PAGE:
Monday, April 29, 2013

RSPB Frampton Marsh

Once again I managed to secure the Trust's minibus and so for another 'away-day' I took twelve of the Brandon volunteers to RSPB Frampton Marsh, one of my favorite reserves and located on the Lincolnshire side of the Wash Estuary.

Ruff - In Almost Summer Plumage
We arrived shortly after nine o'clock to a bright but very blustery day and began our tour heading east towards the sea bank. What was immediately apparent was the huge numbers of Black-headed Gulls on site, probably well over a few thousand of these noisy characters. Several Skylarks were in song along with good numbers of Brent Geese feeding on the wet grassland.

Little-ringed Plover
Almost our first wader of the day was a reported Curlew Sandpiper and It wasn't long before a few more waders were recorded. These included Little-ringed Plover, Dunlin, Oystercatcher, Ruff looking quite stunning in their almost summer plumage, a single Snipe and several Black-tailed Godwits, looking equally as stunning in summer colours. I don't think I can recall seeing as many Avocets as there were on the pools today, obviously a great success for the reserve. By the time we reached the sea bank (2) Yellow Wagtail were also listed along with Sedge Warbler and good numbers of Swifts, Swallows and House Martin.

We took a very turbulent walk along the sea-bank, sliding down the bank occasionally to escape the constant strong breeze, then hunkering down and scanning across the salt marsh. Here we had Meadow Pipit, Linnet, Little Egret, Redshank, Dunlin, Great Black-backed Gull and a single Whimbrel. Out towards the wash huge flocks of Waders, too distant for ID but likely Knot, where constantly on the move. More Yellow Wagtails, Ringed Plover, Teal and a single White Wagtail before stopping for lunch in the East Hide.
White Wagtail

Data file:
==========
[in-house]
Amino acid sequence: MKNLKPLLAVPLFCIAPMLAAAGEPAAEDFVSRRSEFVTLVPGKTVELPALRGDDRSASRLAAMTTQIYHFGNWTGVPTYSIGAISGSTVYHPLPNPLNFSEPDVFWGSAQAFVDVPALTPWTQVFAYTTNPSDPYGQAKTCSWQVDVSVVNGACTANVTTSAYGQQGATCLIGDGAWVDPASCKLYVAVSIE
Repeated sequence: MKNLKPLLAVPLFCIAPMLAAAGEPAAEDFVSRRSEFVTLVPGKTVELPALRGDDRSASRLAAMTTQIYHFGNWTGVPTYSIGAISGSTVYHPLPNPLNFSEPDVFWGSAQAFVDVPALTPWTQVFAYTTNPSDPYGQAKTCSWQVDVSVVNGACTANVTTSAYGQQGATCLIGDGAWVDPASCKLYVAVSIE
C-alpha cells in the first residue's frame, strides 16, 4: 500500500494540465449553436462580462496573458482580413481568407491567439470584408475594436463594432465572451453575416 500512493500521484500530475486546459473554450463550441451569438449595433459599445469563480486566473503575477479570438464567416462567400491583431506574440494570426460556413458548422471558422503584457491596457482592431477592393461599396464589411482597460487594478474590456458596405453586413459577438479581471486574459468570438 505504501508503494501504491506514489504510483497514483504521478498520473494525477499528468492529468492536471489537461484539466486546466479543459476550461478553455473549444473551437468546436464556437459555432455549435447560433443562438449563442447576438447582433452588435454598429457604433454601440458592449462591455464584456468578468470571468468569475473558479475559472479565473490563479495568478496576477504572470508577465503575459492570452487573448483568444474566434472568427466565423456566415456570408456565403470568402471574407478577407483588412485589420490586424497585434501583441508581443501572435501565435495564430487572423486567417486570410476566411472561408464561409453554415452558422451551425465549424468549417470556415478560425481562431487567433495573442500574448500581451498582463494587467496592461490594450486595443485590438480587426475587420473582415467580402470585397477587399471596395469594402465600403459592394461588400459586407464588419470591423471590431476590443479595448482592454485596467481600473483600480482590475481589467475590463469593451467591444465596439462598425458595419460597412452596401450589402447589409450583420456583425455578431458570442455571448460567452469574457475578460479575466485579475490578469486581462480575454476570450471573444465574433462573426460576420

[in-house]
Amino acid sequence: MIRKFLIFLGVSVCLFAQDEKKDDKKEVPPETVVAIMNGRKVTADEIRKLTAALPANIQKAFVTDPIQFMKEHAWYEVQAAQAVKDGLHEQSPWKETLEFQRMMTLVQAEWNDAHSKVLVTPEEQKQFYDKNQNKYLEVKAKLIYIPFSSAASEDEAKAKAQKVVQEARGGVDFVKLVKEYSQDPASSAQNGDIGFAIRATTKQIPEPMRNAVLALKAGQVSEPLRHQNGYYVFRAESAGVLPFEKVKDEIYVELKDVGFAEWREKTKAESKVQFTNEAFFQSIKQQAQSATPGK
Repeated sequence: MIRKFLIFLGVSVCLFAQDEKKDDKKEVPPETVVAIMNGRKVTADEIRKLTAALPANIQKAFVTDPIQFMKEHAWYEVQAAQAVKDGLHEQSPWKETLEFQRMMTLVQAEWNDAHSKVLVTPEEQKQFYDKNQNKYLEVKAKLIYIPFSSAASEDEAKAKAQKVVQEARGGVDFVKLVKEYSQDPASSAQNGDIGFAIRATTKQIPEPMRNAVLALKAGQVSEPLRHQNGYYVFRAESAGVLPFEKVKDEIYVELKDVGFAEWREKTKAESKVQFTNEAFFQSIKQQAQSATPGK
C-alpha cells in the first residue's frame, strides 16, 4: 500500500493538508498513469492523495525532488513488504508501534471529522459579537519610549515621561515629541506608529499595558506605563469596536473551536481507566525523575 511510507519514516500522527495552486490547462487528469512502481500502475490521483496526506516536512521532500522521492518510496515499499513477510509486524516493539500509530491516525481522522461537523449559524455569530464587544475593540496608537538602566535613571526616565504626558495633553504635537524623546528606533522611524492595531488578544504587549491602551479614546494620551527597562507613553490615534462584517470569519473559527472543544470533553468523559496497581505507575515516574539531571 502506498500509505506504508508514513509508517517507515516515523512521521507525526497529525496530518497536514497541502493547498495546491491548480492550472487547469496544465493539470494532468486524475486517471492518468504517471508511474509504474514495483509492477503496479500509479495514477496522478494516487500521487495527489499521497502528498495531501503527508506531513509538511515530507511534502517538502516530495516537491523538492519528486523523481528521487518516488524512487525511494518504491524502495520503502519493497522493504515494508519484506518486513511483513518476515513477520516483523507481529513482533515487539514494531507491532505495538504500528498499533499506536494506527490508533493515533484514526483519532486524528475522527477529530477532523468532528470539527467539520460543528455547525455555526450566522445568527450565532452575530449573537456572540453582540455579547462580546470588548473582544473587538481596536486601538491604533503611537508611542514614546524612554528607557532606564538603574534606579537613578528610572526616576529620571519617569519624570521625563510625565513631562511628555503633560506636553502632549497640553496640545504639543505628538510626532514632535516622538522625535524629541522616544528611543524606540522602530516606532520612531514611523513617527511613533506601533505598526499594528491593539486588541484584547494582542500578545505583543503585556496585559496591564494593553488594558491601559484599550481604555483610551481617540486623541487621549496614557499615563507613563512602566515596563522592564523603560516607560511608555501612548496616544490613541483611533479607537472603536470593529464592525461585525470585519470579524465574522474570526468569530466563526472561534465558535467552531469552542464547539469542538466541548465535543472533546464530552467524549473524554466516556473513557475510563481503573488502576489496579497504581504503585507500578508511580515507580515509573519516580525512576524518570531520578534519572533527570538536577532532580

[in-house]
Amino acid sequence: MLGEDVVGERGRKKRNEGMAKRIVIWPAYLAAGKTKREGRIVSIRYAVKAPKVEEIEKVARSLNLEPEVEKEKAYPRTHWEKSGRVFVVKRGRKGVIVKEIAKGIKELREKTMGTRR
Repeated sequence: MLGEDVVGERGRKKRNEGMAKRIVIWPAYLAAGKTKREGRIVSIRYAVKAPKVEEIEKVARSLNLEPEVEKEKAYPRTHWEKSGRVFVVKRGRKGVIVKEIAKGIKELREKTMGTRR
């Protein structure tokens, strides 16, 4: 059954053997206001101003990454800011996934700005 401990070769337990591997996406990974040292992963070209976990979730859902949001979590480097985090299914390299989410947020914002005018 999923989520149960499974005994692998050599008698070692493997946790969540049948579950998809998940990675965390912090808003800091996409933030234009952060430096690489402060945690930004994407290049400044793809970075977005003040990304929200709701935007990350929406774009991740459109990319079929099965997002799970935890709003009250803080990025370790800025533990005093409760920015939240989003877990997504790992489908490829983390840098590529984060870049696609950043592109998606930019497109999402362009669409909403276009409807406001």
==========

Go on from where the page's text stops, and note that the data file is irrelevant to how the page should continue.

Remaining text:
East Hide for lunch was our first chance to take shelter and have a good look at the pools and almost immediately a ♂Garganey was spotted, offering some excellent views before flying off west. Quite a surprise was the amount of Wigeon still around and as you would imagine Shelduck were in good numbers. The first of only two Sand Martin for the day was also seen along with more Yellow Wagtail.

Our next stop was Reed Bed Hide and here among the many Black-backed Gulls were two very pristine looking Mediterranean Gulls. Unlike Brandon Marsh, which already has good numbers in situ, the Sand Martin structure viewed from this hide was completely barren, with not one to be found. A thirty minute stop also had ♂Pochard, Gadwall, Little Grebe and Great-crested Grebe.

From the Reed Bed Hide we tracked back and took the Reed Bed Trail, which takes you on a 1.2km walk west and back around to the Nature Centre. (2) Curlew in the adjacent fields and along the Hawthorn leading back to the centre a good selection with of note: Greenfinch, Goldfinch, Linnet, Reed Bunting, Yellowhammer and Tree Sparrow.

Finally, a visit to the 360 Hide, which as the name suggests offers some excellent views of the surrounding wetland. Here the first (3) Common Terns of the day, more Yellow Wagtail and at least (3) White Wagtail. Plus excellent views of the many Avocet, which as mentioned earlier are a real accolade for the reserve.